South Hills ARC
|Posted on Saturday, December 06, 2008 - 06:08 pm: |
Rescuing Your Radio from the "Dark Side"
A Special Effect Even George Lucas Would Approve!
By Jim Mounts - KA3EBX
Have you ever had a radio that had one or more burned out lamps? Most radios have to be taken apart to replace a burned out lamp. If a replacement lamp is readily available, the lamps are usually difficult to replace. What is more disappointing is the fact that you know somewhere down the road you'll be doing this again. As technology advanced, manufacturers began replacing back-lighted analog meters with back-lighted LCD displays. The earlier LCD displays still used an incandescent lamp, which was still susceptible to burning out. Newer LCD designs incorporated an LED back-light which solved the lamp burnout issue.
So what are your options if you have an older radio that has a burned out incandescent lamp? Well, you could:
1. Replace it with another lamp but you better keep a screw driver and spare lamp handy just in case.
2. You could replace the lamp and add some series resistance to prolong the lamp life (with a decrease in lamp brightness).
3. You could also replace the lamp with a standard LED but do you really want a dimly lit red, green or yellow meter?
I stumbled across a company called DDP (Data Display Products) that manufactures a wide variety of "white" LEDs. Yes, you heard me right - white LEDs. Since 1970, DDP has specialized in developing and manufacturing LEDs to replace incandescent lamps without modification to existing equipment.
White Light Emitting Diodes (LEDs)
Okay, so how does an LED create white light? Well, it's typically the same principle that is used in television receivers. In a television, you have three electron guns that emit three primary colors; red, blue, and green. By mixing the right amount of each primary color, you can create what "appears" to be white. What do I mean by "appear"? Well, the next time you see a white screen on your television, take a closer look right up to the screen. What you will see are red, blue and green dots.
25-Watt Replacement Bulb - (uses less than .9 watts!)
At a farther distance, your eyes perceive the light to be white. By adjusting the intensities of each electron gun, any color can be created on the screen. The same principle is used to create white LEDs. A typical LED emits a pure color in a narrow frequency range. A white LED emits light from the upper, middle and lower part of the spectrum. As with any LED, you will need to add a series-dropping resistor. The resistor value can be calculated by using Ohm's law (R=E/I). For example, if your DC source is 12 Volts and the LED is designed to operate at 12mA, simply divide .012 (Amps) into 12 (Volts). The resistor value you will need will be 1000 Ohms (1K). If your source is AC, you will need to rectify the AC to DC first. There are however, white LED assemblies that contain both LED and internal rectifier. White LED's right now can be rather expensive, but you have to take into the consideration the long term savings and aggravation you'll save in not having to replace another bulb!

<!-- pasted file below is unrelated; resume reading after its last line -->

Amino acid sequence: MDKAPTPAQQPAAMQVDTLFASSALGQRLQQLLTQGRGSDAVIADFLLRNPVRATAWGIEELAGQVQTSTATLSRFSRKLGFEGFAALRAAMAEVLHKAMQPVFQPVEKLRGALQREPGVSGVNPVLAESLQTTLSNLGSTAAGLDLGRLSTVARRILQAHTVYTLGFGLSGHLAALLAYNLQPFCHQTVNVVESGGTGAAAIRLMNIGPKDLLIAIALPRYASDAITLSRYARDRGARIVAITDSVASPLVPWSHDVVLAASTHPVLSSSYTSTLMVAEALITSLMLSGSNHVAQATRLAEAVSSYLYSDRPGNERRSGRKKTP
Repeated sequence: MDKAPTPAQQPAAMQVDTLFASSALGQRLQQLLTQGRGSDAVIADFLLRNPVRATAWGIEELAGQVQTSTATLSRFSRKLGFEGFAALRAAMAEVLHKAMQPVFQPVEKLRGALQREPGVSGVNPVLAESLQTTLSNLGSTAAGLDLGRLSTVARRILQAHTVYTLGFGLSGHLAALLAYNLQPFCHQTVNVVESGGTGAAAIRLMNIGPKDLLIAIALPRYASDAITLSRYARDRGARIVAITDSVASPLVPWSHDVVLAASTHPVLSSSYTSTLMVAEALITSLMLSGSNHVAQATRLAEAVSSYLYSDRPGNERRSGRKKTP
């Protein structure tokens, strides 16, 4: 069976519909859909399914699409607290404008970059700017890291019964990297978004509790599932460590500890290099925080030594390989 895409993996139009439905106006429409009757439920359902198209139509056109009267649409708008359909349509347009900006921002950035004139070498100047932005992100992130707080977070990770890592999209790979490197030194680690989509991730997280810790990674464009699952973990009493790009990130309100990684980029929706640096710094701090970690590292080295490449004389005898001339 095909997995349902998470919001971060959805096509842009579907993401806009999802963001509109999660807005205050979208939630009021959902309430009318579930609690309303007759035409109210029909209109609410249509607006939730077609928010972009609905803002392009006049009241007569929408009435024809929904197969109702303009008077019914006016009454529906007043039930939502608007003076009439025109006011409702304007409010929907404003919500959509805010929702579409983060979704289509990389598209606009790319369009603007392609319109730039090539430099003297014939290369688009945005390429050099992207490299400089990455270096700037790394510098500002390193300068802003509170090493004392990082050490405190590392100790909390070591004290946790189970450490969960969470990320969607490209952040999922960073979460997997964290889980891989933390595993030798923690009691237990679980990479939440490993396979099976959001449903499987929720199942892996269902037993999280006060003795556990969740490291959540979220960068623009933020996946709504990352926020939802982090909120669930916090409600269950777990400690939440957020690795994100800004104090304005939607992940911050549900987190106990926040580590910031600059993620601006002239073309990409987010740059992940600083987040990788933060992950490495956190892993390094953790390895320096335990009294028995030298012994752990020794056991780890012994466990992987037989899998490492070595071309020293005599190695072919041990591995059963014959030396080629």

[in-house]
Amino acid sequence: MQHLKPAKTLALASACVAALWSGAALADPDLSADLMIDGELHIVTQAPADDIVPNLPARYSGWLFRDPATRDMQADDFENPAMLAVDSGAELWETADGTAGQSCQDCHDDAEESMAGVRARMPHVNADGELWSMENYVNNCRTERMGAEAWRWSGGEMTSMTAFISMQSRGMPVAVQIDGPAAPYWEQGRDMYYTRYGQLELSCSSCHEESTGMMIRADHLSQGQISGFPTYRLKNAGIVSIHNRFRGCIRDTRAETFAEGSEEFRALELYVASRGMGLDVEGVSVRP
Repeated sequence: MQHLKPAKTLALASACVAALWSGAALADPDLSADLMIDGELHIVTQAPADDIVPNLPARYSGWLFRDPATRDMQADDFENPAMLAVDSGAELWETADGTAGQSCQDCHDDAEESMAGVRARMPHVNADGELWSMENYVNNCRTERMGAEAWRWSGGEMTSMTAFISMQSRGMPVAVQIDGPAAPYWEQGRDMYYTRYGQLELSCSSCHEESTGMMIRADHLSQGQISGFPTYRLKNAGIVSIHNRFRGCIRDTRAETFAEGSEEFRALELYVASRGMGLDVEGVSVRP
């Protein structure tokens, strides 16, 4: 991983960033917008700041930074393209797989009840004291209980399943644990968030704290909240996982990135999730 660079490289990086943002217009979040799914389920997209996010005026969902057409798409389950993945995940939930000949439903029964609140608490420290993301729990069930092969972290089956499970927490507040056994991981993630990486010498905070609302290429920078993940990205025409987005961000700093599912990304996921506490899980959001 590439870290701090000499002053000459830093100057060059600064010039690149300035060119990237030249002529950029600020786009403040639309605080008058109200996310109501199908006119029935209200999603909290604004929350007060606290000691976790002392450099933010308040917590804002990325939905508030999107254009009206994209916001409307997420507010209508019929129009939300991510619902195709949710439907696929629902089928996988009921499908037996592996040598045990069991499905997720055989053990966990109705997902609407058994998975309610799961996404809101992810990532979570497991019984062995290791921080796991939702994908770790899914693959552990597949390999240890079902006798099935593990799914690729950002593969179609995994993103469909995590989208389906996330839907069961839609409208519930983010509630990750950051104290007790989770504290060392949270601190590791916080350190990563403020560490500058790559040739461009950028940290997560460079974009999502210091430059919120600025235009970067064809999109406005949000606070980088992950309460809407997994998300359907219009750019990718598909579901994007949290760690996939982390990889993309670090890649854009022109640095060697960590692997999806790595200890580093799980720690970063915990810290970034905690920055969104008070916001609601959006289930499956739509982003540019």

DDP manufactures many different styles of LEDs that are direct replacements for incandescent lamps. Several versions include panel mount, bayonet, leaded and threaded styles. They are also available in a variety of voltage ranges. Because LEDs are solid state devices, you can expect an operating life of 100,000 hours (11+ years). In comparison to incandescent lamps, LEDs resist shock and vibration and can be cycled on and off without excessive degradation. You can obtain a free catalog from DDP by calling (800) 421-6815 or fax your request at (310) 640-7639. You may also contact one of DDP's distributors, Advacom, at (800) 678-0512, or fax (814) 476-7724. You can also visit DDP's website. The URL address is www.ddp-leds.com.
Replacement Bulbs Made with White LEDs
DDP however is not the only source for white LED's. There are many other sources for white LED's. Here are just a few:
http://www.jademountain.com/lightingProducts/led-b ulbs.html http://www.alfenterprises.com/sporting_goods/white _led_flashlight.htm
http://home.att.net/~therealms/leds.htm http://www.trainweb.org/girr/tips/tips7/white_led_ tips.html
Should you have any further questions regarding this article, please feel free to contact me by email at KS3R at sharc DOT net. Additional information is available on our club's web site, SHARC-NET, at http://www.sharc.net - South Hills Amateur Radio Club, Inc. KS3R/N3WX/W3PIT
Johna587 (Unregistered Guest)
Posted From: 220.127.116.11
|Posted on Sunday, September 03, 2017 - 06:28 pm: |
very nice submit, i definitely love this website, keep on it edcefegdfdcd